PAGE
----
How many Languages do you Speak?

My identity has always been a complex cultural melting pot. I have been able to mix and match different cultural ideas and integrate them into my way of life. I’m deeply aware that many people don’t have this kind of opportunity, so I’m very grateful to have had the opportunity to interact with people from all walks of life. When I describe my multicultural background, people immediately ask me, “How many languages do you speak?” I avoid answering the question by responding with, “a few.” I understand why people ask me this question, but I find it a little one-dimensional. It is a classic problem between quality and quantity. 

First, let’s define what language is. Any skill is a construction of several interrelated subskills; the four subskills of language are speaking, reading, writing, and listening. However, language skill is mainly associated with oral communication since speaking is our default communication style. Speaking is viewed as the holy grail of language. People usually ask the question, “How many languages do you speak?” and not “How many languages do you read?” or “How many languages can you understand?” 

My conversational fluency and listening comprehension are quite high in all the languages I speak. The most underdeveloped area is writing, simply because (1) I haven’t practiced it as much, and (2) I don’t need it. Necessity is a huge motivator, and it’s never been necessary for me to write in a different language. In terms of reading, I only struggle with Chinese. Reading in my parents’ native language is the same as doing a 1,000 piece puzzle—piece by piece, word by word. It’s a laborious and time-consuming task, which I’d rather avoid. I am glad no one asks me how many languages I can read effortlessly. I can assure you that the answer would not be impressive. The point is that my level of competence, i.e., quality, varies depending on the subskill and the language. Maybe, people should start asking me, “On a scale of 1 to 5, how would you rate each of the four subskills in those languages?” Of course, as cognitive misers, they are usually not so interested in the details.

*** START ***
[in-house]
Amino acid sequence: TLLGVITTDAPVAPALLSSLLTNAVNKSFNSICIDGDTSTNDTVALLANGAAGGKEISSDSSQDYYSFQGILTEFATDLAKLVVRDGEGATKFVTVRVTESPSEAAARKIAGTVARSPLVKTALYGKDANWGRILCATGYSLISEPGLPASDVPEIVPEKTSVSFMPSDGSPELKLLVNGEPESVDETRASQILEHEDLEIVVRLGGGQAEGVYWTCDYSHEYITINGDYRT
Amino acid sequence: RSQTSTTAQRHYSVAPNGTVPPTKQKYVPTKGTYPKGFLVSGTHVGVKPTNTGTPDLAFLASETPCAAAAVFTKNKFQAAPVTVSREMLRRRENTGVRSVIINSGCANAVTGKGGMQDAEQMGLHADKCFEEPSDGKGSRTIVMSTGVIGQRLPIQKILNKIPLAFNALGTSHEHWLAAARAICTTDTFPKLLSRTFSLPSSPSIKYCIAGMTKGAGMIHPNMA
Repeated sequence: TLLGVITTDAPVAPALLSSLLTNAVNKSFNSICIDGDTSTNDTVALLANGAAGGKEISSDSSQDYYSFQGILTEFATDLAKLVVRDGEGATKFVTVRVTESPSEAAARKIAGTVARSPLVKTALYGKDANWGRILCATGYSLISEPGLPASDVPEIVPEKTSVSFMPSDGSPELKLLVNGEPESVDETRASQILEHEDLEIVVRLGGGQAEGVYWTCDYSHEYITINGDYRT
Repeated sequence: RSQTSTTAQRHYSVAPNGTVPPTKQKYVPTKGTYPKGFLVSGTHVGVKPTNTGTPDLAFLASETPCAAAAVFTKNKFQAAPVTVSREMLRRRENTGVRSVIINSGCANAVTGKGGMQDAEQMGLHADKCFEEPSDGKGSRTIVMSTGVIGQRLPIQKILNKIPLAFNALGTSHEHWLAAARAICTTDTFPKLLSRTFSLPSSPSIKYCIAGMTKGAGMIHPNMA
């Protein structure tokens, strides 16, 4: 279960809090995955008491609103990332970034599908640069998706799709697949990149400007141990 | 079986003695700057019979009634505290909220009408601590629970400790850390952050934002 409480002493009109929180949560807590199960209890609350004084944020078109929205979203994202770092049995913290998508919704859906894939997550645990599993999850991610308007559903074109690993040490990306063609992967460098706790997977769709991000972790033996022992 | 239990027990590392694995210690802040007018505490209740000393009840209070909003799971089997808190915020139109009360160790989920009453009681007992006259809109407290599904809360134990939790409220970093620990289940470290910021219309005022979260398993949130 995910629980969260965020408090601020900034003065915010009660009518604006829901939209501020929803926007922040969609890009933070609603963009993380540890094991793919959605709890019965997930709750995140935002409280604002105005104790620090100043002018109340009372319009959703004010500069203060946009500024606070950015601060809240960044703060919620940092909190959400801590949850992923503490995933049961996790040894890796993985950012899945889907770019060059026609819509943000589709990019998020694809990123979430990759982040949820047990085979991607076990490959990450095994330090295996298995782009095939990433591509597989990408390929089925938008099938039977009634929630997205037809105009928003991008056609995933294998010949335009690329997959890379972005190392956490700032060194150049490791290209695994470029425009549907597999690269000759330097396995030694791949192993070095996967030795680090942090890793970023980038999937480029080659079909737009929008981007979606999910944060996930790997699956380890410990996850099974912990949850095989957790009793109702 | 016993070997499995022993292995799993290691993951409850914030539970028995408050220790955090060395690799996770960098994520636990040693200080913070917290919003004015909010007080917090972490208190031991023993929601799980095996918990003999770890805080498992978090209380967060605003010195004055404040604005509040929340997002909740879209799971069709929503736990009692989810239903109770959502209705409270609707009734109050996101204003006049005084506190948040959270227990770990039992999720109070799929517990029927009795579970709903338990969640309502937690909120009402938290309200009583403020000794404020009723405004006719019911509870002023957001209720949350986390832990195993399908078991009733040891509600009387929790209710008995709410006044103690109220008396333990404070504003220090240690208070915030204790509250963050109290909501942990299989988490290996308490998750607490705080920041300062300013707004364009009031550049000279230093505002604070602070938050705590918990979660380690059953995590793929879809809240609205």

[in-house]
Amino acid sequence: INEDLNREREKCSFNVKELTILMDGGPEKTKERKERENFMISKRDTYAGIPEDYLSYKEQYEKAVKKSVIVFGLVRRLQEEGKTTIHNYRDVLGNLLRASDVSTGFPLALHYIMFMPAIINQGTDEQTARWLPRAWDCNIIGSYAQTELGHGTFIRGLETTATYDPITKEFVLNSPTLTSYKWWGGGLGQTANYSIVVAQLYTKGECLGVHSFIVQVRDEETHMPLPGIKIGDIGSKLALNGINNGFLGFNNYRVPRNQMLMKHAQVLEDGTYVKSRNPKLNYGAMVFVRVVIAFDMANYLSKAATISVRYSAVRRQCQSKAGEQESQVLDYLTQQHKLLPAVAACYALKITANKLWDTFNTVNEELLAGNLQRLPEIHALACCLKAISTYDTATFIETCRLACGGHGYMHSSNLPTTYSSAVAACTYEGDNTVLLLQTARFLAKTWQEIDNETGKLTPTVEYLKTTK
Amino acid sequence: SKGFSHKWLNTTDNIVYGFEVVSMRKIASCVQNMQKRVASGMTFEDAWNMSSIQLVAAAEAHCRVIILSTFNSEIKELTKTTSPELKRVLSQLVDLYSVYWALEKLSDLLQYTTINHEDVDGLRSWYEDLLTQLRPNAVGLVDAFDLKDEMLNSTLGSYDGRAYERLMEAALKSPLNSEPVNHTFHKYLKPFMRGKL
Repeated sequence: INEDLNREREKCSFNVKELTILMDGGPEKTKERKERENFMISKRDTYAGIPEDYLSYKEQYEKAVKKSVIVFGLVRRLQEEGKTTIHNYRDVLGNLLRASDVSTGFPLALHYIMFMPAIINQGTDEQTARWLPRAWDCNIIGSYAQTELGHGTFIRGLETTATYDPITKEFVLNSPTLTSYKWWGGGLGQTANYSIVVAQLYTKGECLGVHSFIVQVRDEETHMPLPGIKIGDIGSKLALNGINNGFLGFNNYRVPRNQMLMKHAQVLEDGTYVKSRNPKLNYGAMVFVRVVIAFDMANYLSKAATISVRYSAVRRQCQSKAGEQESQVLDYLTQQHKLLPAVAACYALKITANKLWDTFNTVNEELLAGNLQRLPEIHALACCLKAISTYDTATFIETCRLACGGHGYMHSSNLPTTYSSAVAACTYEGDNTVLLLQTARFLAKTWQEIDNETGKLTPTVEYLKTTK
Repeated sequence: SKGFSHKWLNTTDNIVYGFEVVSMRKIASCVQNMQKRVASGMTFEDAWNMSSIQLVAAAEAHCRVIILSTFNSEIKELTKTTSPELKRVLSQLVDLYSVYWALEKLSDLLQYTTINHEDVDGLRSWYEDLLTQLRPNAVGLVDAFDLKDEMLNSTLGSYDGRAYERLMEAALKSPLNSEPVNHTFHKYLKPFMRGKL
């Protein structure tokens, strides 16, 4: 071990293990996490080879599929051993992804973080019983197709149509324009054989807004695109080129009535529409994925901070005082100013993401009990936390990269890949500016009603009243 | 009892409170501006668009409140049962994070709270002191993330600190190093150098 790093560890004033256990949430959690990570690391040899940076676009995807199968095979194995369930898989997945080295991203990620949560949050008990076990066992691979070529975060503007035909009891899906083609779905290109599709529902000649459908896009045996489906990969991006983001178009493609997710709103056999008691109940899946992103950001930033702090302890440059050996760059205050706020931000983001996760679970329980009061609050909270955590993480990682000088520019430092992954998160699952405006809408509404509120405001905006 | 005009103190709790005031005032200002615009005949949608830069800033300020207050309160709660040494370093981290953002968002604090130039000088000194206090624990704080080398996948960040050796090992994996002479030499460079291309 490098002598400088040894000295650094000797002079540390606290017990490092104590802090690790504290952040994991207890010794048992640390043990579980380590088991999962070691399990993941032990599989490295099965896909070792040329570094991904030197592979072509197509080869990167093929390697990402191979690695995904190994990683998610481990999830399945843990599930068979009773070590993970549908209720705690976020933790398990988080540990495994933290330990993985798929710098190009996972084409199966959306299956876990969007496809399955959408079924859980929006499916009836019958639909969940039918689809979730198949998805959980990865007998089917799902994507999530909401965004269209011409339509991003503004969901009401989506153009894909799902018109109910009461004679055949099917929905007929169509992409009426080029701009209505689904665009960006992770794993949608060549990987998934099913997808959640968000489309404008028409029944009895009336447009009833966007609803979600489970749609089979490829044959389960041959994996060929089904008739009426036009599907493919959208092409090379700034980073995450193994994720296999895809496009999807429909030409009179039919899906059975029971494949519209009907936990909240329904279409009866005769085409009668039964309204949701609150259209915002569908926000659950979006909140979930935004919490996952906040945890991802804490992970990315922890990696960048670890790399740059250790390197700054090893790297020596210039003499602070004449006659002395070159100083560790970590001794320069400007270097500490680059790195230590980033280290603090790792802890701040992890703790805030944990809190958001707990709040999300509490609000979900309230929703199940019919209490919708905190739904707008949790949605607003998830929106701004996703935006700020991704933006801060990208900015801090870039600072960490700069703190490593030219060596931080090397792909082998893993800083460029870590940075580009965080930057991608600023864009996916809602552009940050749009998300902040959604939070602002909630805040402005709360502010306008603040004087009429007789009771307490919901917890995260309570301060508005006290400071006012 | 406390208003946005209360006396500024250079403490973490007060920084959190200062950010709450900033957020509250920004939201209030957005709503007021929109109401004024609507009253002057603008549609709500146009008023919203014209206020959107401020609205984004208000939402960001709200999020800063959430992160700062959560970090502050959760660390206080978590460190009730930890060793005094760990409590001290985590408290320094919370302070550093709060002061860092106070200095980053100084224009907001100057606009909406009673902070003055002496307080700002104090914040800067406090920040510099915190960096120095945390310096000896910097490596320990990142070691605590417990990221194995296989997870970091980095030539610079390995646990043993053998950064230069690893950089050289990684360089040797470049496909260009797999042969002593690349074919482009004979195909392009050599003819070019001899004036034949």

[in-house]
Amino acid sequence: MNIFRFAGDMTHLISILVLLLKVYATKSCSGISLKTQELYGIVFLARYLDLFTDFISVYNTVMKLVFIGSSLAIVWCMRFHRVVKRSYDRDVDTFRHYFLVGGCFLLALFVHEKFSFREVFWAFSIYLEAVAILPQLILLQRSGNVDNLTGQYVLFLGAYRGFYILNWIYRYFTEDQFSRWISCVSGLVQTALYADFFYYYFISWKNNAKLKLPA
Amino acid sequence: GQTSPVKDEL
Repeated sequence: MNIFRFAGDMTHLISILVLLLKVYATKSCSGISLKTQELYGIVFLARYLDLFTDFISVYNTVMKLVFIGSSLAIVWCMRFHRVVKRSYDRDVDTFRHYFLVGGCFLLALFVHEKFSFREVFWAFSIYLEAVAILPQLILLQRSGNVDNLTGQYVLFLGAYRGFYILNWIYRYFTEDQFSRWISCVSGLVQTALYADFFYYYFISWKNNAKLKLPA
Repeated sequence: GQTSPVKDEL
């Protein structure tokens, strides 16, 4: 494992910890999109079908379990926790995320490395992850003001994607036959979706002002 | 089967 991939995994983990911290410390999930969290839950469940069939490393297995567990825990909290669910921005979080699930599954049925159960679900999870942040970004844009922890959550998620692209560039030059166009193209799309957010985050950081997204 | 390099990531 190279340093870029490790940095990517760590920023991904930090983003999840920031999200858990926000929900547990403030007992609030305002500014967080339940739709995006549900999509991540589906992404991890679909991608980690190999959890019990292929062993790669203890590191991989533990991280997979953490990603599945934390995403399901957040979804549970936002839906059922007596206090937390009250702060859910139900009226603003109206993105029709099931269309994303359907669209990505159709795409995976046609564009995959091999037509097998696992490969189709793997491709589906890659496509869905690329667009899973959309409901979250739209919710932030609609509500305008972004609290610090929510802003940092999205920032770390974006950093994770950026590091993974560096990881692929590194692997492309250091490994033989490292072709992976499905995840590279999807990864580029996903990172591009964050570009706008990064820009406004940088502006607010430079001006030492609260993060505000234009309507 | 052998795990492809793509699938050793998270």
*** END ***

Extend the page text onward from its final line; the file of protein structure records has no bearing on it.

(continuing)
The problem with assessing myself is subjectivity and superiority bias—a tendency to overestimate desirable qualities and underestimate undesirable traits. So you need to allow for that, maybe, reduce one or two points for each rating. The problem with testing is that it only captures your fluency at a point in time. Another problem with tests is that they are not always accurate predictors of real-life performance. I have never found the actual need to take a test. An experienced teacher could, in theory, assess my skill level, but I have never met anyone like that either. For now, you have to take my word for it. 

What about languages in which I dabble? I can read some French; and words that I don’t know, I can guess from the context because French is a Romance language—related to Portuguese and Spanish. I know several useful and many other useless words and phrases in Japanese and Korean because I have many friends and students from those two countries. I am good at copying sounds and mimicking body language, allowing me to appear more fluent than I am. I call it “the illusion of fluency.” Should I also mention that I understand three different Chinese dialects? In the end, most people will be happy with the answer: “I speak five languages.”